Bad Science

Psychics Offer Tips in Search for Missing Woman Holly Bobo

psychic powers
Families of missing persons sometimes consult psychics when they feel the police aren't doing enough. (Image credit: © Benjamin Haas |

A young Tennessee woman named Holly Bobo was abducted Wednesday morning, last seen apparently being forced into the woods near her home by a man wearing camouflage. Despite extensive searches police have not found either Bobo or her abductor, and the case has garnered more publicity each day.

As with all high-profile missing persons' cases, tips and information about the crime come in from the public — including from alleged psychics. Because psychic powers have never been proven to exist (nor have they been useful in locating missing persons), police are cautious about using information from psychics, though they follow up on all credible information from any source. [Jaycee Dugard Abduction Highlights Failure of Psychics]

Here is a sampling of the psychic information that has been offered about Bobo, this one from various posts on an online psychic forum:

"The man who abducted Bobo is white with dark brown or salt and pepper hair, a full and shaggy moustache, and dark brown eyes. He is in his early 30's and around 5 ft 11 in weighing 210. He has nasty rash on his elbow. He is older than Bobo, a Scorpio, and the relative of Bobo's boyfriend, or the father of an ex-boyfriend. Bobo was abducted in a red truck with bales of hay in the back, and is being held and raped at his victimizer's home about 20 miles outside of Nashville, in a log cabin about 26-30 miles north of where she was abducted. Bobo's abductor makes lots of mistakes and will be captured within 5 days."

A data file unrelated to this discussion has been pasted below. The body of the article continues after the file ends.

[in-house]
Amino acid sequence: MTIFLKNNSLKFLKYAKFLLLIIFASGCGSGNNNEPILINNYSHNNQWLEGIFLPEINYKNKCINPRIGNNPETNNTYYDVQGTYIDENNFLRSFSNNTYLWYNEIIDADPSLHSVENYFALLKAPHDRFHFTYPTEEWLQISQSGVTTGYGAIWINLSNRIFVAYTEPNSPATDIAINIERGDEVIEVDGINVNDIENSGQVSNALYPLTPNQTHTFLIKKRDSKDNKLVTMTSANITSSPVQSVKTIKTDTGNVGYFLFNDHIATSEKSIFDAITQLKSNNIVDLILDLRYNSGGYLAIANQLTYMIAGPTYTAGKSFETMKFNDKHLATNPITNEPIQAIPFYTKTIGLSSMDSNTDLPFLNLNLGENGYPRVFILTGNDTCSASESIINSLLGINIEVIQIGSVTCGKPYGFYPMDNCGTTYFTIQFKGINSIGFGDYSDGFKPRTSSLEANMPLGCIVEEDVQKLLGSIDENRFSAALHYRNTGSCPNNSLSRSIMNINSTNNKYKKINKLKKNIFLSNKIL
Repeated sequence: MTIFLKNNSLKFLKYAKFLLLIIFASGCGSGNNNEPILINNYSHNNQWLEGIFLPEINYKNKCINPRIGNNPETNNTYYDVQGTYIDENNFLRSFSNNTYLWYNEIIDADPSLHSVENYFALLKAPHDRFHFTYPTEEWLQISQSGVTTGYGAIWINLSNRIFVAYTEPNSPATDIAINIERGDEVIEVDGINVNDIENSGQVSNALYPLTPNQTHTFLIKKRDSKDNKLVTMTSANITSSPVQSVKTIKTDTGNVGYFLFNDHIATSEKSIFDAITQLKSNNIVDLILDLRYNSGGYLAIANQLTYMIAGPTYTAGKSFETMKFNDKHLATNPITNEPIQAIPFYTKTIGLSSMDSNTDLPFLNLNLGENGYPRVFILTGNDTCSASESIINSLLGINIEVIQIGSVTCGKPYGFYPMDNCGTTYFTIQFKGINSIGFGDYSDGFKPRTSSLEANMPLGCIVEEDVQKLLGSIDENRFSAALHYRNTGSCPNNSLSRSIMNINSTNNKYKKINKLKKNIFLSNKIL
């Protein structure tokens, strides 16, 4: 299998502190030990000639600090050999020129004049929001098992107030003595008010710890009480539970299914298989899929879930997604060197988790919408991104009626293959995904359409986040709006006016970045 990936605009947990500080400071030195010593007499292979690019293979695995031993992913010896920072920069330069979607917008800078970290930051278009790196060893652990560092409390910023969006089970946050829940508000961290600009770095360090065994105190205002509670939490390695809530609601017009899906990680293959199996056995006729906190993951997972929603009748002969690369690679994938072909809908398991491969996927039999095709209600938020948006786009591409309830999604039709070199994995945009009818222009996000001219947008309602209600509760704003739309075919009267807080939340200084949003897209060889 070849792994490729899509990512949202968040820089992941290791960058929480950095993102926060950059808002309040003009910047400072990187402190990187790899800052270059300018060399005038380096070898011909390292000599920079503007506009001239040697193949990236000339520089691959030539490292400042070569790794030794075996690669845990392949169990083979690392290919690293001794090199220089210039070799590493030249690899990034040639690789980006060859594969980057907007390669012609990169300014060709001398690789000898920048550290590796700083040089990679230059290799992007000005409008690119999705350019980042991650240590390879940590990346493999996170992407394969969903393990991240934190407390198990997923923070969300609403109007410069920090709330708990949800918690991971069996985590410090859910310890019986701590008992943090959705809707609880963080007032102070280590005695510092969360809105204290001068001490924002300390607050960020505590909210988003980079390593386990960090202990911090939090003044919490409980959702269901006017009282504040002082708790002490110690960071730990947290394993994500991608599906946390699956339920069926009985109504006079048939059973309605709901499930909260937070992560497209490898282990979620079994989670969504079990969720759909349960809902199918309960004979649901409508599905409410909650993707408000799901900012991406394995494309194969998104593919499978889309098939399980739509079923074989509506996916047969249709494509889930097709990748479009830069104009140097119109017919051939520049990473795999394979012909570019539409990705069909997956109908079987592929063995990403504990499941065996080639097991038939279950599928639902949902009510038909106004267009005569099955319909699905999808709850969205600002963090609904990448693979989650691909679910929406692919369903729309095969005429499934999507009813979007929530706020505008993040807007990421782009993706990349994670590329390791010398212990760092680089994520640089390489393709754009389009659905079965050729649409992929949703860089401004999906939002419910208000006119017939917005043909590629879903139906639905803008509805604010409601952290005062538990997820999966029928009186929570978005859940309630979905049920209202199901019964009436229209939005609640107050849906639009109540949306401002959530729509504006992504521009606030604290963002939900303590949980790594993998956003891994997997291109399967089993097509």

Another psychic offered this information:

"I first got a B name, like Bob. I feel West, and 7th, or just 7. A green truck. He may have had a weapon, a gun probably ... I also got the feeling that she may have casually met him somewhere but didn't really know him. Her abductor is scrawny, or medium build, blondish hair, little social skills, a country boy. He might have a bite mark on his hand. I feel that she may be alive and very scared, in a house. Something that sounds like Mango, then Mandarin. I have no idea what that means. ... Then I heard Robert/Bob but that still might be a name or sounding name. She may be held about 20 minutes away from where she was abducted, on the west side of Tennessee."

A Tarot-reading blogger who goes by the name of "Empathy" offered a lengthy (2,000-word)reading about Bobo on another website:"Places or people with name initials B or J might be useful. ... There may be a building over the other side of the water? It seems to me that there is a lack of faith or energy in finding Holly ... as though some people are actually not wanting to help find her, like there is no real effort here. The 10 of Wands [tarot card, suggests] that she could be found under 10 weeks ... 10 of wands is South but reversed it could be North. I see her inside or just outside the town near some buildings.The five of cups is upright so it shows a union with someone possibly either at a place with an M or W or name of person initials or something of that nature ..."